Lions give Air Force a scare

By Doug Fitzgerald published December 22, 2005

The University of Colorado at Colorado Springs threw a big scare into the Air Force Falcons Thursday at Clune Arena before finally succumbing 68-56.

A jumper by Jennine Sauter after a Maribeth Martinez steal capped a 16-7 UCCS rally that had the Mountain Lions trailing just 59-54 with 2:24 remaining. Jennine Sauter, who led UCCS (2-7) with 19 points, had five of those during the run while the Mountain Lions defense forced five turnovers.

With the NCAA Division I Falcons holding a perilously thin lead over their Division II opponent, home court advantage kicked in. The pressure that had served UCCS so well during the comeback began to result in whistles and Air Force was send to the foul line on four of its next five possessions. The Falcons made it count, knocking down seven of the eight free throws. Meanwhile, while UCCS was racking up fouls, Air Force (7-2) was allowed to pressure with impunity which resulted in three Mountain Lions turnovers.

Air Forceâ€TMs Dawn Higginbotham had 12 of her team-high 16 points in the first half as the Falcons bulled their way to a 33-20 lead. During the half, Air Force had 13 offensive rebounds, while UCCS managed only 11 total.

Alecia Steele took over in the second half, scoring 13 of her 15 points. Despite Steeleâ€TMs performance, the Mountain Lions outscored the Falcons 36-35 in the second period.

“I think we did an awesome job in the second half,” said UCCS center Julie Richards. “Even though we didnâ€TMt win this game, I think we played really well.”

But while Air Forceâ€TMs close call still resulted in a UCCS defeat, some of the factors that caused the game to be so close should give Mountain Lions fans shivers of excitement. The first of these was the effectiveness of the matchup zone that UCCS has been working on the whole season. The other was the coming-out party of Whitney Knobbe and Caroline Ottino.

The Mountain Lions employed the matchup zone more effectively than at any time thus far this season, even managing to include a half-court trap into the scheme at times. The zone held Air Force to 40.4 percent shooting, below their season average, and for the first time this season didnâ€TMt expose UCCS to the 3-pointer as Air Force made only 3-for-12.

“We really worked on recognition of where the shooters were and their best 3-point shooter (Pamela Findlay) only had two 3s,” said UCCS coach Jessika Stratton. “Hopefully we can carry that over. I think that (the Mountain Lions are) beginning to understand our defense and our philosophy.”

Knobbe and Ottino, meanwhile, each gave huge contributions off of what has so far been a dangerously thin UCCS bench. Knobbe matched her career highs with eight points, two steals and two rebounds while providing an energizing force on both ends of the floor.

“Whitney adds a spark for us offensively and defensively because sheâ€TMs so fast,” said Stratton. “She was in the right place at the right time. Sheâ€TMs a tough kid. She gives good minutes and definitely proved to me that she deserves more.”

One play in particular illustrated that toughness and opportunism. With 3:31 left in the game and UCCS trailing 59-48, 6-foot-2 Air Force center Jacki Novak grabbed a rebound and was looking for an outlet pass. Knobbe came in from behind, ripped the ball away from Novak and put in a layup.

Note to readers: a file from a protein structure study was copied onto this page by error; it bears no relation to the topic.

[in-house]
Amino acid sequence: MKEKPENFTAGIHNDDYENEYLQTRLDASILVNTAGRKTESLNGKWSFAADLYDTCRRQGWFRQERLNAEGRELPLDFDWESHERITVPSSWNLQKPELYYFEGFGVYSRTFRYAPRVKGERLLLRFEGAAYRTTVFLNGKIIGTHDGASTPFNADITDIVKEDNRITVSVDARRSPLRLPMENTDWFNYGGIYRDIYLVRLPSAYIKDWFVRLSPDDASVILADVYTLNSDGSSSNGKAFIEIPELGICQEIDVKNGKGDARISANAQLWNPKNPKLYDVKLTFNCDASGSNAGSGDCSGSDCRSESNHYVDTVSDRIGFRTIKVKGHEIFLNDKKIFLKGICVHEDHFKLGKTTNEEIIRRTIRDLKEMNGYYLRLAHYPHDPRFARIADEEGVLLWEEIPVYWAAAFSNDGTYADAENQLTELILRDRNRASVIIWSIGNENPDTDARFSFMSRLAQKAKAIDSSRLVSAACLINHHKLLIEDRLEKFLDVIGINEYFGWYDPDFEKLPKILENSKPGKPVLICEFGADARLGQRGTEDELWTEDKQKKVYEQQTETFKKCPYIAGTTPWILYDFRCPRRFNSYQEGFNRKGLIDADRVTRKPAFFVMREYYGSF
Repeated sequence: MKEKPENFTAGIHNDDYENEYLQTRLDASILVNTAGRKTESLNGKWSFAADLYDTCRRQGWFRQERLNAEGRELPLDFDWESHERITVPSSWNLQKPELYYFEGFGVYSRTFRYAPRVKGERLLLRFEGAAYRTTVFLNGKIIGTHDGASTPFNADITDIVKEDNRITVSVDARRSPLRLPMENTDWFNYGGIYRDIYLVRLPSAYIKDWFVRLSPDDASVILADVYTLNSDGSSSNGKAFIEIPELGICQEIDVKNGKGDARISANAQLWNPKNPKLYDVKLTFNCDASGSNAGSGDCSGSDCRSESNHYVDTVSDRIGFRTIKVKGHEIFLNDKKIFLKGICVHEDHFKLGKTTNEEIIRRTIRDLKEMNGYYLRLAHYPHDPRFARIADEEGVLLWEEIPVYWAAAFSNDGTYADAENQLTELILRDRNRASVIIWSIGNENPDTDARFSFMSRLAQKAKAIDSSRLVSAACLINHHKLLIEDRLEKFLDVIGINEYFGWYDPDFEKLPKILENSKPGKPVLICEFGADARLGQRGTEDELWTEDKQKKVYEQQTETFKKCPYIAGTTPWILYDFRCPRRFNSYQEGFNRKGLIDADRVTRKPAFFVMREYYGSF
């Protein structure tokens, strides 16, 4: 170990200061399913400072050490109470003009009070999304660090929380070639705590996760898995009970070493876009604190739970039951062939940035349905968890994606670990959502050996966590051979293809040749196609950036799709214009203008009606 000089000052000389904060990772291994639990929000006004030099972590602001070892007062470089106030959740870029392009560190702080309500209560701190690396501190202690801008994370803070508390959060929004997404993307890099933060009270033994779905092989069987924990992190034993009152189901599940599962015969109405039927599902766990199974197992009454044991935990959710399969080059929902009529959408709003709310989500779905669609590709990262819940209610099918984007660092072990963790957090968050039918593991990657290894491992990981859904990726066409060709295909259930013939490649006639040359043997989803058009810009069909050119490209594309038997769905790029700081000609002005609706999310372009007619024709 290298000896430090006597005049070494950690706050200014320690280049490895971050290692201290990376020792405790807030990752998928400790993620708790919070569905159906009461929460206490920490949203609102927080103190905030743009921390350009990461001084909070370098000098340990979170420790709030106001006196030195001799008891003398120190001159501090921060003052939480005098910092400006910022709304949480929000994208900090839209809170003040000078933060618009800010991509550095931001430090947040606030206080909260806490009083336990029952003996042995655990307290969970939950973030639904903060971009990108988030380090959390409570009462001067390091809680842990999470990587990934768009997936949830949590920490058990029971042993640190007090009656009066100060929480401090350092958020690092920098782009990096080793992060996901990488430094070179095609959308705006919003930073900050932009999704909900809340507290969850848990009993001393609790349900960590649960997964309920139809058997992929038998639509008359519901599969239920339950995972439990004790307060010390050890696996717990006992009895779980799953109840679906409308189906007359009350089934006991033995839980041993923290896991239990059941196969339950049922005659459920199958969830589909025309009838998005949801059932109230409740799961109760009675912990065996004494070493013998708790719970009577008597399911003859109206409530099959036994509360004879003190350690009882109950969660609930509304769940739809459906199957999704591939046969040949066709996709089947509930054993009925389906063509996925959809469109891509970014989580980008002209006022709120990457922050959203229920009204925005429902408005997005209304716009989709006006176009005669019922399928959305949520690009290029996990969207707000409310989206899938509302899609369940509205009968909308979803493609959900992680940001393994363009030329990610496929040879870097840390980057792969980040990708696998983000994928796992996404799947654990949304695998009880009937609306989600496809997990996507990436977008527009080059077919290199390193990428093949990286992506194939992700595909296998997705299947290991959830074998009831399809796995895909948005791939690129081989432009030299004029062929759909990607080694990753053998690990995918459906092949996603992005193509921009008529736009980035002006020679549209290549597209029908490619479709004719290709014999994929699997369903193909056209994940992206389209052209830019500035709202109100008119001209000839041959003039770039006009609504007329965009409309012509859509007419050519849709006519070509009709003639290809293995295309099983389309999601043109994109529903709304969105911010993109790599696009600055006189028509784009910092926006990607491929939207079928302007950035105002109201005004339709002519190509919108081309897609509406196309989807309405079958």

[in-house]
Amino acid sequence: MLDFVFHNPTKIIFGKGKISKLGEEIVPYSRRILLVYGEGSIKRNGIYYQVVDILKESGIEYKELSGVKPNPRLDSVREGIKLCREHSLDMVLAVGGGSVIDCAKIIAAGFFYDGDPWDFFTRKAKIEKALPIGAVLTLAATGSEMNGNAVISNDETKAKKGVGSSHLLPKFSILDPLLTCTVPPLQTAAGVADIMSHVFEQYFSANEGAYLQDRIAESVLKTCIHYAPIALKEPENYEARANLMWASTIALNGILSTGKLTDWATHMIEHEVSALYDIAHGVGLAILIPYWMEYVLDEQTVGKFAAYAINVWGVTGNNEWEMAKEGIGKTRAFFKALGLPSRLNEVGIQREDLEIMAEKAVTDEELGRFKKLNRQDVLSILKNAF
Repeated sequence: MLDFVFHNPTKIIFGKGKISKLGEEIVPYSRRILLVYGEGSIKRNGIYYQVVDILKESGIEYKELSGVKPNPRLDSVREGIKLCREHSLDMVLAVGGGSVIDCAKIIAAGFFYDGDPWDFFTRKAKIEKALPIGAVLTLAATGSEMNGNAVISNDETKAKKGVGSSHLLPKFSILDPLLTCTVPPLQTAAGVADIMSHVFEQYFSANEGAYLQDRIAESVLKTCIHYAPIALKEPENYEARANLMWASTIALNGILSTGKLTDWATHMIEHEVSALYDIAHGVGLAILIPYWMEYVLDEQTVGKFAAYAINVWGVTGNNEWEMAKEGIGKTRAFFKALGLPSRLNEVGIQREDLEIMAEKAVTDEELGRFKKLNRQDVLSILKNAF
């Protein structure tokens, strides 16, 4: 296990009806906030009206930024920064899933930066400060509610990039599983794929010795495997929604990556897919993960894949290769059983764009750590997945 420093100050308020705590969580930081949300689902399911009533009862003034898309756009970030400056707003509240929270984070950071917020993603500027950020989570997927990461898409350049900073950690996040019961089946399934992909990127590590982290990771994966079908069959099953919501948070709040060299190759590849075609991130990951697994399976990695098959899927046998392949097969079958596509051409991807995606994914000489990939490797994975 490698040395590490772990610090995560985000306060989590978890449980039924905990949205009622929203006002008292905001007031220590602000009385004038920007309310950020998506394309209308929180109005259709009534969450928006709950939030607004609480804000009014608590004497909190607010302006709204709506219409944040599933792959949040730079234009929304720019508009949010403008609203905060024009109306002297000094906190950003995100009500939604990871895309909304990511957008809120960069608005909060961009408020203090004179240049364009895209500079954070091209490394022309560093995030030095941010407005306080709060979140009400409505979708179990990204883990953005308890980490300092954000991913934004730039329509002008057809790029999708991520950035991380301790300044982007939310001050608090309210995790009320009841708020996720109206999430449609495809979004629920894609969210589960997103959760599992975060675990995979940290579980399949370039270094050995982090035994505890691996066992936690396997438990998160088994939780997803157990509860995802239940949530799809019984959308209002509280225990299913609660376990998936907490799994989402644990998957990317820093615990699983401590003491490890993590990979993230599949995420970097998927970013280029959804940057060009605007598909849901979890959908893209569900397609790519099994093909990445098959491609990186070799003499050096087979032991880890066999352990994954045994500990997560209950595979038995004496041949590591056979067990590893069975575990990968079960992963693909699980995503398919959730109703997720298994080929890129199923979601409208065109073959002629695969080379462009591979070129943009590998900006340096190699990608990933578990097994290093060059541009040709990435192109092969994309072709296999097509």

“I remember her standing there, 6-foot-3 tall or whatever, and her just holding the ball out to me,” said Knobbe, who admitted that going from Lamar High School to the college game was a big adjustment. “Itâ€TMs finally coming back to me. Iâ€TMm finally getting it back and I feel more comfortable with this team.”

Ottino provided strong defensive post play, an area where the Mountain Lions have struggled frequently this season. The junior, who had two points, two blocks and two rebounds in a season-high 14 minutes, had played little so far this season. A starting middle blocker on the UCCS volleyball team, Ottino missed the entire preseason and took time to learn Strattonâ€TMs system.

“(Ottino) said that this was the first week that she felt really good and she felt that things were clicking,” said Stratton. “You could see that out here that she felt comfortable. She came in, she boxed out and played strong minutes for us.”

The physical nature that predominated most of the game suited Richards just fine. Unencumbered by many of the ticky tack fouls she often gets tagged with in conference games, the 6-foot-2 senior was a force on both ends of the floor with 17 points, nine rebounds and seven blocked shots.

“Thatâ€TMs the difference between DI and DII,” said Richards. “Itâ€TMs great to play against big girls because it just makes you better.”

And better is exactly what Stratton and assistant coach Phil Johnson have been working towards. Thursday, the Mountain Lions seemed to be cluing in on the message that the coaches have been trying to convey.

“I told them before the game, ‘if you put everything you have on the floor, youâ€TMre going to surprise yourselves and youâ€TMre going to surprise (other) people,â€TM” said Stratton. “And they did. They left everything they had and thatâ€TMs all I can ask of them.”

UCCS Players/Staff Featured

Jennine SauterJennine Sauter21FFr.
Jennine SauterJennine Sauter21FSo
Jennine SauterJennine Sauter21FJr.
Jennine SauterJennine Sauter21FSr.
Julie RichardsJulie Richards40CSo
Julie RichardsJulie Richards40CFr.
Julie RichardsJulie Richards40CJr.
Julie RichardsJulie Richards40CSr.
Caroline OttinoCaroline Ottino13FSo.
Caroline OttinoCaroline Ottino13FSo.
Caroline OttinoCaroline Ottino13C/FSr.
Maribeth MartinezMaribeth Martinez14GJr.
Maribeth MartinezMaribeth Martinez14G
Whitney KnobbeWhitney Knobbe24G
Whitney KnobbeWhitney Knobbe24G
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